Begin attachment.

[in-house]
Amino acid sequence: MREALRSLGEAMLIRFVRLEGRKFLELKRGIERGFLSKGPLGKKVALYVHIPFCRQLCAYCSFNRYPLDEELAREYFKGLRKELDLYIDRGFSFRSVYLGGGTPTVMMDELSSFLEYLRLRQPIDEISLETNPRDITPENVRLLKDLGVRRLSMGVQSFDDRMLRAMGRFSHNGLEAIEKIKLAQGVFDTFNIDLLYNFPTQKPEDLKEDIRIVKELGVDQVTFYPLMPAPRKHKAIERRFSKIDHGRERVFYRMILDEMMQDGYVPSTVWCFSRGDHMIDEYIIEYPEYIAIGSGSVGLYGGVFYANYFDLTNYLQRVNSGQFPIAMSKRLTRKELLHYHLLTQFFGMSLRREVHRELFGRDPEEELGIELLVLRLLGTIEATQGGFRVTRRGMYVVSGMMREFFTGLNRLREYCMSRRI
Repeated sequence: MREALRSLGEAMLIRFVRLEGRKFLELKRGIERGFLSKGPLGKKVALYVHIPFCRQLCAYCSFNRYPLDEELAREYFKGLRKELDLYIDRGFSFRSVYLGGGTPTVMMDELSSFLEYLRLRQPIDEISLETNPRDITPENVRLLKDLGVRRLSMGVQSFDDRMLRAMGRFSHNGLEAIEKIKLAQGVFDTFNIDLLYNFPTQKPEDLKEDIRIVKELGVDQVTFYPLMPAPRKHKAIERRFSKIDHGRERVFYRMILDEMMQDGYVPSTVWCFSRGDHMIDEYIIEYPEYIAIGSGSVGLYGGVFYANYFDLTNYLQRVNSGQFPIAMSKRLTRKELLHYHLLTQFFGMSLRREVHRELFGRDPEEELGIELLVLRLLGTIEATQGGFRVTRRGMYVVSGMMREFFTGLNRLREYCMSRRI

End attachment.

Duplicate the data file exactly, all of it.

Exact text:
[in-house]
Amino acid sequence: MREALRSLGEAMLIRFVRLEGRKFLELKRGIERGFLSKGPLGKKVALYVHIPFCRQLCAYCSFNRYPLDEELAREYFKGLRKELDLYIDRGFSFRSVYLGGGTPTVMMDELSSFLEYLRLRQPIDEISLETNPRDITPENVRLLKDLGVRRLSMGVQSFDDRMLRAMGRFSHNGLEAIEKIKLAQGVFDTFNIDLLYNFPTQKPEDLKEDIRIVKELGVDQVTFYPLMPAPRKHKAIERRFSKIDHGRERVFYRMILDEMMQDGYVPSTVWCFSRGDHMIDEYIIEYPEYIAIGSGSVGLYGGVFYANYFDLTNYLQRVNSGQFPIAMSKRLTRKELLHYHLLTQFFGMSLRREVHRELFGRDPEEELGIELLVLRLLGTIEATQGGFRVTRRGMYVVSGMMREFFTGLNRLREYCMSRRI
Repeated sequence: MREALRSLGEAMLIRFVRLEGRKFLELKRGIERGFLSKGPLGKKVALYVHIPFCRQLCAYCSFNRYPLDEELAREYFKGLRKELDLYIDRGFSFRSVYLGGGTPTVMMDELSSFLEYLRLRQPIDEISLETNPRDITPENVRLLKDLGVRRLSMGVQSFDDRMLRAMGRFSHNGLEAIEKIKLAQGVFDTFNIDLLYNFPTQKPEDLKEDIRIVKELGVDQVTFYPLMPAPRKHKAIERRFSKIDHGRERVFYRMILDEMMQDGYVPSTVWCFSRGDHMIDEYIIEYPEYIAIGSGSVGLYGGVFYANYFDLTNYLQRVNSGQFPIAMSKRLTRKELLHYHLLTQFFGMSLRREVHRELFGRDPEEELGIELLVLRLLGTIEATQGGFRVTRRGMYVVSGMMREFFTGLNRLREYCMSRRI